Some describe the phenomena as postmodern conservatism. Here, here, or here, for example.

    I think it's also the triumph of sensibility over sense. How people feel about what they think they know is more important than any appeal to reason. I don't find this restricted to conservatives. Read the eye-watering arguments of "liberal" anti-vaxers as one example.
  • WABAC, what are "anti-vexers"? You mean anti vaccine people? Some of them are in Q Anon! Maybe babies might be getting more vaccines than necessary. But I am not sufficiently well-informed to have an opinion. I just know I'd be dead many times over (so to speak) were it not for vaccines.
    Yes the phenomenon of accepting feeling over reason does play a part.
  • WHOA! I just read the articles at the three links WABAC provided. It doesn't help me understand any better but it sure describes very well what is happening. And it at least partially explains how someone can not be disturbed by the claim that there are "alternate facts".
  • An argument that Trump is dishonest and lacks integrity would find wide support, even among many of his supporters. The problem is his policies versus what the new dems propose. If I were a dem I'd focus on the character of the president and not his policies. That's their best shot. But I have a feeling that the dems are going to shoot themselves in the foot on that score.
  • @WABAC

    >> Some describe the phenomena as postmodern conservatism. Here, here, or here, for example.

    That third one is pretty funny, but it is the work of an undergrad. He gives his JV-level lukewarm libertarianism away when complaining about 'forc[ing] religious nonprofits to pay for abortive agents' and compelling 'a Christian baker to endorse a same-sex union'. The first two look more substantial, and I shall read. Though I do not know anyone who seriously proposes that hoary conservative values (responsibility, integrity, bootstrapping, small gov, blah blah) play any real or honest role in today's rightward political world, postmodern or otherwise.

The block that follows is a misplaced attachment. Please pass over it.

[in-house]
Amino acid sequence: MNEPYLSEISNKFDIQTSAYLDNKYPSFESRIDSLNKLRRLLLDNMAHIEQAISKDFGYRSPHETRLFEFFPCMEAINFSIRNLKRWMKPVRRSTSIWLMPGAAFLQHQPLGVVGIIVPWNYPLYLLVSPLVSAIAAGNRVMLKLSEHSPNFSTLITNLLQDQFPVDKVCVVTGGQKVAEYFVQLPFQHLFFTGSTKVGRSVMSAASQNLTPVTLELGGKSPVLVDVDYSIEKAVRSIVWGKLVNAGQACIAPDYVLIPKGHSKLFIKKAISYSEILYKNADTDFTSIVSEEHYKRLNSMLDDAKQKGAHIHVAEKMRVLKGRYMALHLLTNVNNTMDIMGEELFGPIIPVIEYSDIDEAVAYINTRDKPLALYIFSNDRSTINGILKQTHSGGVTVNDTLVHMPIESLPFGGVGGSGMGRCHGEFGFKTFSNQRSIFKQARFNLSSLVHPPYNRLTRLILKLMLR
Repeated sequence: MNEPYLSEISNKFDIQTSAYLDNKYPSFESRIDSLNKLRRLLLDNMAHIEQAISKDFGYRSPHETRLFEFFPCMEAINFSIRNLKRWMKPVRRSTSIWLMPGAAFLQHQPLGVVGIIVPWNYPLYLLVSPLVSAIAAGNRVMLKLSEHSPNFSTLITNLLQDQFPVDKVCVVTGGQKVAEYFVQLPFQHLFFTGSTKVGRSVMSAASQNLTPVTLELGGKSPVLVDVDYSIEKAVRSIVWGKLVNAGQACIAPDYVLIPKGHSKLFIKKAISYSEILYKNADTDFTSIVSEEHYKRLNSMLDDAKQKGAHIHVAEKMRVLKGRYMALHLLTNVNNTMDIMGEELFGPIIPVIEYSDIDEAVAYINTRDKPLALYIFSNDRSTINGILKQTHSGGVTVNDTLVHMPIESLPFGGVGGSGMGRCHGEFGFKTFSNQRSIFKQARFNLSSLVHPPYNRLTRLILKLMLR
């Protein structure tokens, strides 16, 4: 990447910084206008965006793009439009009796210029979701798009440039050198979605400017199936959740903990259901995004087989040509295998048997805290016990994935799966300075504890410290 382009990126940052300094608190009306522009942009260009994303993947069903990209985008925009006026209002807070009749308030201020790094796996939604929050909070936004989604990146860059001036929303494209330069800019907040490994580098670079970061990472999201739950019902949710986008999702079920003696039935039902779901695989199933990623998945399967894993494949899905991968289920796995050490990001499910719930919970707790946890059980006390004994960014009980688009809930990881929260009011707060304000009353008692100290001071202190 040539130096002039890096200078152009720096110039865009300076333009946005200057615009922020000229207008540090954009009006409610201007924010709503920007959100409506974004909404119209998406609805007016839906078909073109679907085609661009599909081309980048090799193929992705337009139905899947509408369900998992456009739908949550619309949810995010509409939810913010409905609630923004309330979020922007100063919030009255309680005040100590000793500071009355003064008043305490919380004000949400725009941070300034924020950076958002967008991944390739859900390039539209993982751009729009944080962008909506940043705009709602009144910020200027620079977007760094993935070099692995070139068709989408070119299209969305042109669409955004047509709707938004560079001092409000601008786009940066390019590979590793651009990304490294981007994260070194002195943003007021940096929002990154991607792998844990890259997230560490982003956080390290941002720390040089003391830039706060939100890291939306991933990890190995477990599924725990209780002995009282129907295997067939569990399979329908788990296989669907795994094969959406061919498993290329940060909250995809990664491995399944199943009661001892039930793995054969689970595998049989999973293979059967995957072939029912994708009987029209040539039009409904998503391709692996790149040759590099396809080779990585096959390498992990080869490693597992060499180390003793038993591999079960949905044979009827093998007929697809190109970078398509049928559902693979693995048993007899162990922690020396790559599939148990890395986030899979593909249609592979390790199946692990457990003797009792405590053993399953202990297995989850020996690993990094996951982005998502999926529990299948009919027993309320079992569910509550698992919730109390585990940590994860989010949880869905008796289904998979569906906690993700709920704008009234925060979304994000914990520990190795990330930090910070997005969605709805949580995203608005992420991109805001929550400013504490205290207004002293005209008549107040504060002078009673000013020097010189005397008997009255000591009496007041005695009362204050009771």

• Interesting that state voting laws are so diverse. This women in Iowa voted twice. Or maybe tried to vote twice and got a suspended sentence. https://desmoinesregister.com/story/news/crime-and-courts/2017/07/07/iowa-woman-charged-voting-twice-trump-pleads-guilty/459718001/

    While this women in Texas got 5 years of jail time (!) for voting on probation https://cbsnews.com/news/crystal-mason-texas-woman-sentenced-to-5-years-for-voter-fraud-speaks-out-on-felon-voting-rights/

    We discussed https://heritage.org/voterfraud/search
    Database previously, they might need to create a new category for encouraging double voting.
  • edited September 3
    I haven’t read WABAC’s links but I assume they are similar to the arguments Adam Serwer makes in
    https://theatlantic.com/author/adam-serwer/ Such as in: https://theatlantic.com/ideas/archive/2019/09/trumps-ukranian-favor-what-impeachment/598849/
    “The Republican belief **that their opposition is inherently illegitimate** is one reason it does not matter to many Republicans that Trump’s allegations that Biden...”
  • @WABAC

    >> Some describe the phenomena as postmodern conservatism. Here, here, or here, for example.

    That third one is pretty funny, but it is the work of an undergrad. He gives his JV-level lukewarm libertarianism away when complaining about 'forc[ing] religious nonprofits to pay for abortive agents' and compelling 'a Christian baker to endorse a same-sex union'. The first two look more substantial, and I shall read. Though I do not know anyone who seriously proposes that hoary conservative values (responsibility, integrity, bootstrapping, small gov, blah blah) play any real or honest role in today's rightward political world, postmodern or otherwise.